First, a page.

Results: Of 158 randomized patients, 74 and 84 patients were assigned to receive rivaroxaban and dalteparin, respectively. Mean age was 69.4 years, 115 patients (76.2%) had metastatic disease. The primary outcome occurred in 4 and 6 patients in the rivaroxaban and dalteparin groups, respectively (cumulative incidence 6.4% vs 10.1%, subdistribution hazard ratio [SHR] 0.75, 95% confidence interval [CI] 0.21-2.66, in both the intention-to-treat and per-protocol populations). Major bleeding occurred in 1 and 3 patients in the rivaroxaban and dalteparin groups, respectively (cumulative incidence 1.4% vs 3.7%, SHR 0.36, 95%CI 0.04-3.43). Major or clinically relevant non-major bleeding occurred in 9 and 8 patients in the rivaroxaban and dalteparin groups, respectively (cumulative incidence 12.2% vs 9.8%, SHR 1.27, 95%CI 0.49-3.26). Overall, 19 (25.7%) and 20 (23.8%) patients died in the rivaroxaban and dalteparin groups, respectively (HR 1.05, 95% CI, 0.56-1.97).

Interpretation: In this trial comparing rivaroxaban and dalteparin in the treatment of cancer-associated VTE, the number of patients was insufficient to reach the predefined criteria for non-inferiority, but efficacy and safety results were consistent with those previously reported with DOACs. An updated meta-analysis of randomized trials comparing DOACs with low-molecular-weight heparin in patients with cancer-associated VTE is provided.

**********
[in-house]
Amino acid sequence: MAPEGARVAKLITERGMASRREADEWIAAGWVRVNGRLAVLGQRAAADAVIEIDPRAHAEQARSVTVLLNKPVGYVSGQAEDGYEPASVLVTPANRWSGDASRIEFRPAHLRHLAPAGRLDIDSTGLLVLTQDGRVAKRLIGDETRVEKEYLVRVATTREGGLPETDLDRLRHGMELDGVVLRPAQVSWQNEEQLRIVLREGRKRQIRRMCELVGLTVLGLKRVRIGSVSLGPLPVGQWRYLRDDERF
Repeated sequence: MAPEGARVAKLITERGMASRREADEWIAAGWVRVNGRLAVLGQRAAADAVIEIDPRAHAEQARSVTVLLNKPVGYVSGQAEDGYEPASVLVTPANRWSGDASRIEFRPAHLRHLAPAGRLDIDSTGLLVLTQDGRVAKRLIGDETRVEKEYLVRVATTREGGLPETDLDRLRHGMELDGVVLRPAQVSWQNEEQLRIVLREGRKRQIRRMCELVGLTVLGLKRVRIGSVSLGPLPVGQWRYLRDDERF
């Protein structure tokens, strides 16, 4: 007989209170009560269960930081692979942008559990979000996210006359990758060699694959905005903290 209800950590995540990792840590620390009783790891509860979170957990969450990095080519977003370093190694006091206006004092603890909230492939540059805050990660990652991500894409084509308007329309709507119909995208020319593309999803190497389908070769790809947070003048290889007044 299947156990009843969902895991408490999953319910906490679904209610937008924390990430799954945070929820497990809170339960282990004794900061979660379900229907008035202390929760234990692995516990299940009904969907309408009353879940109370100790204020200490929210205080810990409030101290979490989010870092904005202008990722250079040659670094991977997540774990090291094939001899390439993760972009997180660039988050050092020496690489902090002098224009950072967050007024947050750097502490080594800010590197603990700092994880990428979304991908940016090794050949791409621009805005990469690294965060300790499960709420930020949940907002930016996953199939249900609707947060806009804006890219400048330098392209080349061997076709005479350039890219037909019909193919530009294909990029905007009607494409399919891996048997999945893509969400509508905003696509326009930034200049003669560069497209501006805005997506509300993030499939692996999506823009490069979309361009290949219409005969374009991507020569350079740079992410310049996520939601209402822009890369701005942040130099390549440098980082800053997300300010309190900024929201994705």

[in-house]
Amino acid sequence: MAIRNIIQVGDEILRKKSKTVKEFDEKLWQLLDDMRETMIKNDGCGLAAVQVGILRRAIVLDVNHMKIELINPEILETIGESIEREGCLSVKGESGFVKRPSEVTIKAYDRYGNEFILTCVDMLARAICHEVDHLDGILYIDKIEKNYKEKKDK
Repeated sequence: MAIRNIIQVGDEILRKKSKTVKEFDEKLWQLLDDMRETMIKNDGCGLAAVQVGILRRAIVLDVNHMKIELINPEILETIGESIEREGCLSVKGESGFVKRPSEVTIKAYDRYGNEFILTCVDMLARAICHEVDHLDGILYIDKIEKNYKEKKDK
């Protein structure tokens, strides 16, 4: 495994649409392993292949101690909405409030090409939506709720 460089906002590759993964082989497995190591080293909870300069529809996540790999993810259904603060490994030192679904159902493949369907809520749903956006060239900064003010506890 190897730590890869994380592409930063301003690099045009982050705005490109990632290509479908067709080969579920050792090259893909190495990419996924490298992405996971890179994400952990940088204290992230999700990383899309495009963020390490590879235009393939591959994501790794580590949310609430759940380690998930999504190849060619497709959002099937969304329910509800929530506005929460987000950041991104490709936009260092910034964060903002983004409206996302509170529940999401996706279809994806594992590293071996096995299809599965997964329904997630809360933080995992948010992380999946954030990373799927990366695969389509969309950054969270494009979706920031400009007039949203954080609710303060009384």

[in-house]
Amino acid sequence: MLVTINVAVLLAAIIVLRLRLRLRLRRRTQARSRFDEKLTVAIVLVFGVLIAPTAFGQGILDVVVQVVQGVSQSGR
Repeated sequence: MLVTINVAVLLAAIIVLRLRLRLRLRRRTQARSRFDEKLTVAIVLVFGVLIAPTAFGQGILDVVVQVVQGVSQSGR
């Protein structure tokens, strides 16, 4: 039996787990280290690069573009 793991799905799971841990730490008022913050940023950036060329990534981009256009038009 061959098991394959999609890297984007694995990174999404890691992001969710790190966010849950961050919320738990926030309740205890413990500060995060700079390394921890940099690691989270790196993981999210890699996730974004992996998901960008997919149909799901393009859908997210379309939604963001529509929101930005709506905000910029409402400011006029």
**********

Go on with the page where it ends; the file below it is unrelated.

Trial Registration: NCT02746185.
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http://dx.doi.org/10.1016/j.chest.2021.09.037DOI Listing
October 2021

Reduced-dose intravenous thrombolysis for acute intermediate high-risk pulmonary embolism: Rationale and design of the PEITHO-3 trial.

Thromb Haemost 2021 Sep 24. Epub 2021 Sep 24.

Hopital Europeen Georges Pompidou, Paris, France.